Immediately after any loss, there's always discussion as to the reasons for the defeat. Sometimes those are easy to identify, and all observers (as well as coaches and players) agree on them. At other times, though, the answers aren't so easy to come by. Angles are presented to coaches, who disagree with the reasoning or observations presented. Players, obviously mystified themselves, can only shrug and stare off into the distance as they try to understand what just happened. Those occurrences were clearly in play after Wednesday night's loss to the Irish, which was about as understandable as Herman Cain's 9-9-9 plan.
This was my first reaction to the game. Bryant took but one shot in the second half, missing on a late floater in the lane that could have trimmed Notre Dame's lead to one point. In all, he attempted just six shots, and couldn't get one to go down. Did he pass up some shots that he should have taken? That was the general perception, but head coach Bob Huggins disagreed.
"Truck tried to win the game," he said more than once afterward.
Of that, there's no doubt, but a review of the game showed a couple of open chances that he passed on. I've said this before, and I'll say it again – Truck has to shoot the ball, even if he has missed some earlier. He's the best shooter WVU has, and the criticisms he has received for trying to fill that role show just how little knowledge a segment of the fan base has. Unfortunately, some of his mistakes get magnified, because he has the ball in crunch time and knows that he has to produce. Still, Huggins' point was valid – Notre Dame did everything it could to keep him out of the offense, and it was successful for the most part.
Early in the game, WVU tried to run Deniz Kilicli and Kevin Jones in its signature high post – low post set against the zone, but it didn't have a great deal of success. As the half evolved, the Mountaineers were able to get the ball close inside, but just couldn't get shots to go down, as evidenced by its paltry total of 16 points at the break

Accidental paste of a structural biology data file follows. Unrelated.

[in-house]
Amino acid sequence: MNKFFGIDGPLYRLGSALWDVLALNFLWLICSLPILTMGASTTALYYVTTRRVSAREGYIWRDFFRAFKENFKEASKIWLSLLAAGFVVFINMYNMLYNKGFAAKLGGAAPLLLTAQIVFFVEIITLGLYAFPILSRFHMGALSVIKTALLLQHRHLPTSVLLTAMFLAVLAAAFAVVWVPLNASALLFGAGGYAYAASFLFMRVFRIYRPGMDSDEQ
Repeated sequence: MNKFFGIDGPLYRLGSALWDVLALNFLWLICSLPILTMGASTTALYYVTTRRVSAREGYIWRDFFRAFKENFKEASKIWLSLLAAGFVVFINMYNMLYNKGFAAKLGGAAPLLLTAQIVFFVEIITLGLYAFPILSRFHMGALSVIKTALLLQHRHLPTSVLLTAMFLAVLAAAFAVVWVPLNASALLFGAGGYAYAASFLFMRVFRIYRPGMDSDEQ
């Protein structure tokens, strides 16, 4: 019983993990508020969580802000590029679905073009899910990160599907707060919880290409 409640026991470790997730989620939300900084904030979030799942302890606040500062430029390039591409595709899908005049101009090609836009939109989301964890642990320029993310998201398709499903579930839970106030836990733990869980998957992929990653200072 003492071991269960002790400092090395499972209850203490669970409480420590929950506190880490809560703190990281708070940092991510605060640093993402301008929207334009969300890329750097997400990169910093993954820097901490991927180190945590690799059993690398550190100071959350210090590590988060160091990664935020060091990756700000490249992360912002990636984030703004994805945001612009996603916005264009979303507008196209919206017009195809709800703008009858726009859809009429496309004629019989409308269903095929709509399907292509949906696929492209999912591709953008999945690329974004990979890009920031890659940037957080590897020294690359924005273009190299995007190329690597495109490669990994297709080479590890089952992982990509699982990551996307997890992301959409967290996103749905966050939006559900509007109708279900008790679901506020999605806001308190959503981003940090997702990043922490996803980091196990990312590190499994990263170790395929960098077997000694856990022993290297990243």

As it turned out, however, the Mountaineers didn't need to run the two-level game. In the second half, West Virginia was able to throw the ball directly into the post from the perimeter without the intermediate high post, and it met with considerable success. West Virginia shot 58.6% in that period, and routinely got Jones and Kilicli the ball in great scoring position.
There's no doubt the visitors controlled the tempo and made it to their liking. But was that really a big factor? West Virginia didn't rush its own possessions, and it didn't take bad shots even as it struggled to erase a ten-point halftime deficit. It was patient for the most part, and dealt with Notre Dame's 1940s style of play pretty well. Also, it's not as if WVU has been the king of transition, up-tempo hoops this year. While the Mountaineers have tried to get the ball upcourt quickly, that's been met with mixed success, and it certainly isn't the key to WVU's offensive game. The game pace was a tactical win for the Irish, but the strategic success was minimal.
Ummm, really? Yes, KJ missed a couple of shots he has been making this year. But he still grabbed 12 rebounds (often he was the only Mountaineer pursuing the ball on the defensive boards), and didn't have a turnover in 40 minutes of action. I understand that Jones has had better games this year, but to say he played badly just isn't accurate.
So, if it wasn't these items, what was it? Again, pinpointing one factor can be difficult, but there's no doubt that Notre Dame's second chance points loomed every bit as large as the late trio of three-pointers that rallied it from a deficit. Ten of Jack Cooley's 21 points came directly from offensive rebounds, and two other retrievals also led to Notre Dame scores. Cooley's scoring range stops at arm's length from the basket, so it would seem that West Virginia would have been able to keep him off the boards for some stretches, but he operated with impunity on the offensive end. Eliminate just one or two of those second chances, and the game plays out entirely differently down the stretch.
Obviously, the trio of treys in just one minute and 36 seconds was also game-defining. On two of those shots, WVU defenders went under screens, rather than over the top, which provided the shooters with the space they needed to get the shots away. Yes, Notre Dame was 2-18 from distance to that point in the game, but with five shooters than can knock down those shots, it can't be assumed that they are going to miss them all night. Given enough open chances, a couple are going to co down, and that's just what happened here.